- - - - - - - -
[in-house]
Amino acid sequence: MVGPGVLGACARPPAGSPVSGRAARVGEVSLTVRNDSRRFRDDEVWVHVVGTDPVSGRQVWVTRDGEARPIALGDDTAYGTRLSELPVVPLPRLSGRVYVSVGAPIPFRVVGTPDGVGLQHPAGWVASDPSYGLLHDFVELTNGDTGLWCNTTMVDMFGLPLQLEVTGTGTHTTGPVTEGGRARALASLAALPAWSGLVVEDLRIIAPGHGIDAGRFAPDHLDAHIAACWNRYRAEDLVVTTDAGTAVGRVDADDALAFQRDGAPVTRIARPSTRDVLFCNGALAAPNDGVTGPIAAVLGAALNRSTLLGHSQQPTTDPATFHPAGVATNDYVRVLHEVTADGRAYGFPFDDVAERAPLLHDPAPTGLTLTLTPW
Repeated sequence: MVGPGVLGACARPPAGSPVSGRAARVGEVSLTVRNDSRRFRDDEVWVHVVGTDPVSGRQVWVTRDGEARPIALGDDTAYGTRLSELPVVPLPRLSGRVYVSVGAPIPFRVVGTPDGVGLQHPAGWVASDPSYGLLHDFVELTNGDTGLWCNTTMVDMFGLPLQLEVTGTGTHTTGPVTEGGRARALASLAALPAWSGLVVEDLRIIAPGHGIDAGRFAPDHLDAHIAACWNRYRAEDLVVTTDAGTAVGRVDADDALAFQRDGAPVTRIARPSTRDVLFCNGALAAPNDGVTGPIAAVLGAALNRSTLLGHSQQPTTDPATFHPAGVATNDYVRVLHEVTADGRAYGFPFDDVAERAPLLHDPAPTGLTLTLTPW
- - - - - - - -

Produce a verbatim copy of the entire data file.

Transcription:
[in-house]
Amino acid sequence: MVGPGVLGACARPPAGSPVSGRAARVGEVSLTVRNDSRRFRDDEVWVHVVGTDPVSGRQVWVTRDGEARPIALGDDTAYGTRLSELPVVPLPRLSGRVYVSVGAPIPFRVVGTPDGVGLQHPAGWVASDPSYGLLHDFVELTNGDTGLWCNTTMVDMFGLPLQLEVTGTGTHTTGPVTEGGRARALASLAALPAWSGLVVEDLRIIAPGHGIDAGRFAPDHLDAHIAACWNRYRAEDLVVTTDAGTAVGRVDADDALAFQRDGAPVTRIARPSTRDVLFCNGALAAPNDGVTGPIAAVLGAALNRSTLLGHSQQPTTDPATFHPAGVATNDYVRVLHEVTADGRAYGFPFDDVAERAPLLHDPAPTGLTLTLTPW
Repeated sequence: MVGPGVLGACARPPAGSPVSGRAARVGEVSLTVRNDSRRFRDDEVWVHVVGTDPVSGRQVWVTRDGEARPIALGDDTAYGTRLSELPVVPLPRLSGRVYVSVGAPIPFRVVGTPDGVGLQHPAGWVASDPSYGLLHDFVELTNGDTGLWCNTTMVDMFGLPLQLEVTGTGTHTTGPVTEGGRARALASLAALPAWSGLVVEDLRIIAPGHGIDAGRFAPDHLDAHIAACWNRYRAEDLVVTTDAGTAVGRVDADDALAFQRDGAPVTRIARPSTRDVLFCNGALAAPNDGVTGPIAAVLGAALNRSTLLGHSQQPTTDPATFHPAGVATNDYVRVLHEVTADGRAYGFPFDDVAERAPLLHDPAPTGLTLTLTPW